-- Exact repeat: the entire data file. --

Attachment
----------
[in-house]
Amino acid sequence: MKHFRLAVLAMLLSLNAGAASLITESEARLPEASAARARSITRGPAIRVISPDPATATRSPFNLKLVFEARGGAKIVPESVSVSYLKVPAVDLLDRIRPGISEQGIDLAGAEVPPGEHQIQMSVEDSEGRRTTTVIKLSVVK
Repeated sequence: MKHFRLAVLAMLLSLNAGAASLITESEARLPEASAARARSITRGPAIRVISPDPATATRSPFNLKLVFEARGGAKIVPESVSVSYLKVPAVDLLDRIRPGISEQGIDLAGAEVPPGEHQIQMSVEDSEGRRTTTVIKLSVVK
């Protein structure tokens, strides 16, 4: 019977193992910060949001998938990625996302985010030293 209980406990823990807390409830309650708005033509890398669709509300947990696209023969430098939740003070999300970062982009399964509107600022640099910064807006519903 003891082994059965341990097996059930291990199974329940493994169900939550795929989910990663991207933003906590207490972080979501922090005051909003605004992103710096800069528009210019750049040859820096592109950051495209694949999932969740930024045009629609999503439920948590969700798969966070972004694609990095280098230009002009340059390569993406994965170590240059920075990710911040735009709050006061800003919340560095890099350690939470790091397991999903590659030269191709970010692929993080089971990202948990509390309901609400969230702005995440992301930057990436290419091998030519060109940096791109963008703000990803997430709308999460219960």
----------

[in-house]
Amino acid sequence: MKHFRLAVLAMLLSLNAGAASLITESEARLPEASAARARSITRGPAIRVISPDPATATRSPFNLKLVFEARGGAKIVPESVSVSYLKVPAVDLLDRIRPGISEQGIDLAGAEVPPGEHQIQMSVEDSEGRRTTTVIKLSVVK
Repeated sequence: MKHFRLAVLAMLLSLNAGAASLITESEARLPEASAARARSITRGPAIRVISPDPATATRSPFNLKLVFEARGGAKIVPESVSVSYLKVPAVDLLDRIRPGISEQGIDLAGAEVPPGEHQIQMSVEDSEGRRTTTVIKLSVVK
């Protein structure tokens, strides 16, 4: 019977193992910060949001998938990625996302985010030293 209980406990823990807390409830309650708005033509890398669709509300947990696209023969430098939740003070999300970062982009399964509107600022640099910064807006519903 003891082994059965341990097996059930291990199974329940493994169900939550795929989910990663991207933003906590207490972080979501922090005051909003605004992103710096800069528009210019750049040859820096592109950051495209694949999932969740930024045009629609999503439920948590969700798969966070972004694609990095280098230009002009340059390569993406994965170590240059920075990710911040735009709050006061800003919340560095890099350690939470790091397991999903590659030269191709970010692929993080089971990202948990509390309901609400969230702005995440992301930057990436290419091998030519060109940096791109963008703000990803997430709308999460219960």